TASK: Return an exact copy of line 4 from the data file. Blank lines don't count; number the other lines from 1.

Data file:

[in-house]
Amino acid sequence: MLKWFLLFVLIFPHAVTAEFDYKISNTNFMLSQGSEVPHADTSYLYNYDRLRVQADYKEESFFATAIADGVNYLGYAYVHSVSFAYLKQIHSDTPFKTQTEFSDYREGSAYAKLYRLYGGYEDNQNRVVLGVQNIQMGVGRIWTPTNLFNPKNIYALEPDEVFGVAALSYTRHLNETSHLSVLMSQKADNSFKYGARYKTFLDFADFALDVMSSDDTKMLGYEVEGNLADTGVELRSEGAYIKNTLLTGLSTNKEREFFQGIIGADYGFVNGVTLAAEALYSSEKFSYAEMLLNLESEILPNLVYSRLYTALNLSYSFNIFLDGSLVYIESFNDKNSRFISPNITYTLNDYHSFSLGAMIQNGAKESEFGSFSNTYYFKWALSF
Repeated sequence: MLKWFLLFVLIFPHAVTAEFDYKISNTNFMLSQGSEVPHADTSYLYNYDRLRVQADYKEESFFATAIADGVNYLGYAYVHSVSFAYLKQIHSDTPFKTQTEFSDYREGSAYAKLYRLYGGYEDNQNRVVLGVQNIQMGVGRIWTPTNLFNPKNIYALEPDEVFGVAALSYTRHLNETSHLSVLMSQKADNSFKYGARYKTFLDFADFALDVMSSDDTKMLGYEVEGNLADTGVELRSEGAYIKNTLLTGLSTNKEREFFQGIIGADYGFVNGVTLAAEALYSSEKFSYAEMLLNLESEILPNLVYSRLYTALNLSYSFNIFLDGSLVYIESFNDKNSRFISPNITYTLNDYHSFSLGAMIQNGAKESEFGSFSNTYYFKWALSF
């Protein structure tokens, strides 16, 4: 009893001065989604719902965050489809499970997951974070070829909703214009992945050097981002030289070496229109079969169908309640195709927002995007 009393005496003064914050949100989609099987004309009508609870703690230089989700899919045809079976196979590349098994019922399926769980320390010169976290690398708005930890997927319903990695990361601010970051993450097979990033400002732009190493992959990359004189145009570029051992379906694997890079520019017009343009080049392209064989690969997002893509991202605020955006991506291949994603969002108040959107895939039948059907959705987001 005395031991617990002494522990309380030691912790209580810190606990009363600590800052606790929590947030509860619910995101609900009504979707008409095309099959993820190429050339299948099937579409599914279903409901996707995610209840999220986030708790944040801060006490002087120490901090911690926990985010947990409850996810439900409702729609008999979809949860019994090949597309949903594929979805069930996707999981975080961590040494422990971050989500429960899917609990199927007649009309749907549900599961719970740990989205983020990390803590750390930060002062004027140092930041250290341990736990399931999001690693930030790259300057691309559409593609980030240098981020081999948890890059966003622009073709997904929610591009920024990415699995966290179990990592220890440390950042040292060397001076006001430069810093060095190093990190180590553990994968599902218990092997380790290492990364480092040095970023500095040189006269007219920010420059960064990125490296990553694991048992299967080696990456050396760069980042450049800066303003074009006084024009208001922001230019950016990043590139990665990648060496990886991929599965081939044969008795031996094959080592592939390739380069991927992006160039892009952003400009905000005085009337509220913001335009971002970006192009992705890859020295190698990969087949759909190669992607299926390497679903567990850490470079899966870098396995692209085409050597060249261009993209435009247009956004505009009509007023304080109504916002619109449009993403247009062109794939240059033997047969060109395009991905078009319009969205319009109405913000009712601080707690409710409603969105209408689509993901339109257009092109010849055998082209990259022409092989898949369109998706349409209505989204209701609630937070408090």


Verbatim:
């Protein structure tokens, strides 16, 4: 009893001065989604719902965050489809499970997951974070070829909703214009992945050097981002030289070496229109079969169908309640195709927002995007 009393005496003064914050949100989609099987004309009508609870703690230089989700899919045809079976196979590349098994019922399926769980320390010169976290690398708005930890997927319903990695990361601010970051993450097979990033400002732009190493992959990359004189145009570029051992379906694997890079520019017009343009080049392209064989690969997002893509991202605020955006991506291949994603969002108040959107895939039948059907959705987001 005395031991617990002494522990309380030691912790209580810190606990009363600590800052606790929590947030509860619910995101609900009504979707008409095309099959993820190429050339299948099937579409599914279903409901996707995610209840999220986030708790944040801060006490002087120490901090911690926990985010947990409850996810439900409702729609008999979809949860019994090949597309949903594929979805069930996707999981975080961590040494422990971050989500429960899917609990199927007649009309749907549900599961719970740990989205983020990390803590750390930060002062004027140092930041250290341990736990399931999001690693930030790259300057691309559409593609980030240098981020081999948890890059966003622009073709997904929610591009920024990415699995966290179990990592220890440390950042040292060397001076006001430069810093060095190093990190180590553990994968599902218990092997380790290492990364480092040095970023500095040189006269007219920010420059960064990125490296990553694991048992299967080696990456050396760069980042450049800066303003074009006084024009208001922001230019950016990043590139990665990648060496990886991929599965081939044969008795031996094959080592592939390739380069991927992006160039892009952003400009905000005085009337509220913001335009971002970006192009992705890859020295190698990969087949759909190669992607299926390497679903567990850490470079899966870098396995692209085409050597060249261009993209435009247009956004505009009509007023304080109504916002619109449009993403247009062109794939240059033997047969060109395009991905078009319009969205319009109405913000009712601080707690409710409603969105209408689509993901339109257009092109010849055998082209990259022409092989898949369109998706349409209505989204209701609630937070408090």